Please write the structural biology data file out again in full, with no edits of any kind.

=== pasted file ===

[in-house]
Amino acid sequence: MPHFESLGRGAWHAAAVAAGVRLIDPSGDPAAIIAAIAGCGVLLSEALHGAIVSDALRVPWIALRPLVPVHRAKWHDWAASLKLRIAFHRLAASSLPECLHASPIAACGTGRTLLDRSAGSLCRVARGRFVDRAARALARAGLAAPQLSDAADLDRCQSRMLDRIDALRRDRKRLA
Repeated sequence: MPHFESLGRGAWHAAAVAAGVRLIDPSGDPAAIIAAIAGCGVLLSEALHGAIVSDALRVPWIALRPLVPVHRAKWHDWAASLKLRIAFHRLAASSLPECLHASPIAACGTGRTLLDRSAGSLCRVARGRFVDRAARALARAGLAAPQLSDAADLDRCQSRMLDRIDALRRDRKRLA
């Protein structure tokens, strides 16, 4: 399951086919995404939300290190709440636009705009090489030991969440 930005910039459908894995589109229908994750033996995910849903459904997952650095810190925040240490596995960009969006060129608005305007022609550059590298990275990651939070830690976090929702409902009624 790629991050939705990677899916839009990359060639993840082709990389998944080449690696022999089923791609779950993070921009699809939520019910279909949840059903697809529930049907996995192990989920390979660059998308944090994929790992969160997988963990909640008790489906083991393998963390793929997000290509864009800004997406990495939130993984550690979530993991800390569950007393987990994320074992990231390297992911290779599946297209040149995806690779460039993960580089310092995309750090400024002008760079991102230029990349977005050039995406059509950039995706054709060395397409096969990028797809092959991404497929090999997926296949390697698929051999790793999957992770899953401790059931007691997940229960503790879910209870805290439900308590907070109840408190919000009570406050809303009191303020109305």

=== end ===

[in-house]
Amino acid sequence: MPHFESLGRGAWHAAAVAAGVRLIDPSGDPAAIIAAIAGCGVLLSEALHGAIVSDALRVPWIALRPLVPVHRAKWHDWAASLKLRIAFHRLAASSLPECLHASPIAACGTGRTLLDRSAGSLCRVARGRFVDRAARALARAGLAAPQLSDAADLDRCQSRMLDRIDALRRDRKRLA
Repeated sequence: MPHFESLGRGAWHAAAVAAGVRLIDPSGDPAAIIAAIAGCGVLLSEALHGAIVSDALRVPWIALRPLVPVHRAKWHDWAASLKLRIAFHRLAASSLPECLHASPIAACGTGRTLLDRSAGSLCRVARGRFVDRAARALARAGLAAPQLSDAADLDRCQSRMLDRIDALRRDRKRLA
């Protein structure tokens, strides 16, 4: 399951086919995404939300290190709440636009705009090489030991969440 930005910039459908894995589109229908994750033996995910849903459904997952650095810190925040240490596995960009969006060129608005305007022609550059590298990275990651939070830690976090929702409902009624 790629991050939705990677899916839009990359060639993840082709990389998944080449690696022999089923791609779950993070921009699809939520019910279909949840059903697809529930049907996995192990989920390979660059998308944090994929790992969160997988963990909640008790489906083991393998963390793929997000290509864009800004997406990495939130993984550690979530993991800390569950007393987990994320074992990231390297992911290779599946297209040149995806690779460039993960580089310092995309750090400024002008760079991102230029990349977005050039995406059509950039995706054709060395397409096969990028797809092959991404497929090999997926296949390697698929051999790793999957992770899953401790059931007691997940229960503790879910209870805290439900308590907070109840408190919000009570406050809303009191303020109305």